Chana, Eli, and Shmuel part III; A reading of Brachot 31b

You can see the first two parts of this installment here and here. I really like the story that appears at the beginning of Sefer Shmuel (Chapters 1-3), and I am currently teaching it. Since the first part is the Haftarah for the first day of Rosh Hashana, it’s inyana de-yoma.

My basic approach to the story remains the same. Eli represents entrenched religious establishment. Chana represents those for whom the establishment does not work, and who actively or passively rebels. Shmuel represents the synthesis between the two.

When teaching this, I found the following question very useful in getting my students to really think in terms of the human drama of the story: Who did Elkanah marry first, Chana or Peninah? Depending on the answer, totally different pictures emerge.

Elkanah himself is a ‘typology’ as well – he’s the wealthy balabus. He’s got a big family, money, and yiches. There’s a midrash that lists Elkanah as one of four blameless people who ever lived (I believe the other three are Yishai, Binyamin, and Mephiboshet). That’s exactly who he was. A really good guy. No enemies. The good life. Thus, he’s totally down with the religious establishment, because it’s good for him. The real test of any social system, including a socio-religious system, is not how it deals with the average or above-average, but how it deals with those on the margins, like childless women.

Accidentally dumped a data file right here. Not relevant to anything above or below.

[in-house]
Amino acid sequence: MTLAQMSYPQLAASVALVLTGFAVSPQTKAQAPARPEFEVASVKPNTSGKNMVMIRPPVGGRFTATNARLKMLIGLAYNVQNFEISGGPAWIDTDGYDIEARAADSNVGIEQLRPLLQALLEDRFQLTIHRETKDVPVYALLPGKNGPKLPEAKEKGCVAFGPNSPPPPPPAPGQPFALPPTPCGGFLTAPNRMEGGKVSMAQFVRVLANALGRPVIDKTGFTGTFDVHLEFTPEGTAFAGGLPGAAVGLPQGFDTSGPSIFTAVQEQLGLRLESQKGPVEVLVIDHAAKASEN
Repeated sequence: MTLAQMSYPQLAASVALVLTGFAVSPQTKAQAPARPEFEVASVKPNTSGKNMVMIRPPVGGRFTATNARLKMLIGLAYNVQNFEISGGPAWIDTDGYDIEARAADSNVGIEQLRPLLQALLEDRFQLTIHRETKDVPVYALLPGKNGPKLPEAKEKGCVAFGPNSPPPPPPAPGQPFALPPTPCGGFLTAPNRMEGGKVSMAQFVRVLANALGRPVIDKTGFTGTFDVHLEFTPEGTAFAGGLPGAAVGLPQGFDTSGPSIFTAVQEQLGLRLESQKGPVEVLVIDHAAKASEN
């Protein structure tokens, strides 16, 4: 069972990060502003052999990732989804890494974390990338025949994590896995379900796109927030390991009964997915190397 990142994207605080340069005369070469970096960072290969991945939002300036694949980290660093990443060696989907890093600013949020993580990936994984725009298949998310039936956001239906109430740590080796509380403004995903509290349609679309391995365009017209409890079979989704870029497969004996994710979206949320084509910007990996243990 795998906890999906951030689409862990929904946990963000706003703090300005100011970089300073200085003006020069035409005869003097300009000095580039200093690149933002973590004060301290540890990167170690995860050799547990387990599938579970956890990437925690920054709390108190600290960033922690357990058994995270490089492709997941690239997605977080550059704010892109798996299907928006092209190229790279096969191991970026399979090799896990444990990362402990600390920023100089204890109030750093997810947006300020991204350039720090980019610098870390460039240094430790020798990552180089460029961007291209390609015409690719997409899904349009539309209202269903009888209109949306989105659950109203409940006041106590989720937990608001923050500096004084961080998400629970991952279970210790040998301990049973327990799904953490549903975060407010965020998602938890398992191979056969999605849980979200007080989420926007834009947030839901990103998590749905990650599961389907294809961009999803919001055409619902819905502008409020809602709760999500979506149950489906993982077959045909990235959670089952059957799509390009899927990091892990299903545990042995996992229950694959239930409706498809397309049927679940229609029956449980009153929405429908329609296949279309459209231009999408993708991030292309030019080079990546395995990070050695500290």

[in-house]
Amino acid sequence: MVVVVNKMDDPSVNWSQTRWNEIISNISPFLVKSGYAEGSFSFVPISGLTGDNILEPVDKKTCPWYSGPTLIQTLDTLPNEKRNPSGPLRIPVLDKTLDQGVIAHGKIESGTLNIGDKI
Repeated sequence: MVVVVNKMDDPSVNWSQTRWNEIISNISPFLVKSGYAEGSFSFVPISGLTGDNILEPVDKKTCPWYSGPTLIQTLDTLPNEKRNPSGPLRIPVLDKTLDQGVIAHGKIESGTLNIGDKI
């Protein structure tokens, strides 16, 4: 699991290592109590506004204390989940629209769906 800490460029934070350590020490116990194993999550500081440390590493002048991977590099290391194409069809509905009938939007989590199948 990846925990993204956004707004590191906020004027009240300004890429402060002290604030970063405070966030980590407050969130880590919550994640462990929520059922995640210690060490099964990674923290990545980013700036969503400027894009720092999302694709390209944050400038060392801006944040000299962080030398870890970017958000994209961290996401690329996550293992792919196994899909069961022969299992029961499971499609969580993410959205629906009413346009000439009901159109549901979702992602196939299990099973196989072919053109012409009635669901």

So lets say, as the psukim seem to indicate, that Chana was Elkanah’s first wife. After however many childless years, Elkanah wanted to start a family so he married another woman, Peninah, who proceeds to bear him many children. How would Chana feel? Superfluous, replaced, alone, inadequate – these are some of the words you might use to describe her situation.

Now imagine the other scenario. Elkanah marries Peninah and raises a large family. After a while, the wealthy Elkanah marries a second woman, who never has any kids. How does Chana feel? It might depend on what everyone else thinks. Did people think she was sugar-daddy Elkanah’s trophy wife? Did people look at her like she was the Anna-Nicole Smith of Ancient Samaria? In such a scenario, she would have a completely different set of feelings to motivate her – shame, invalidation as anything more than eye-candy, objectification.

Just asking the question generated a fantastic discussion.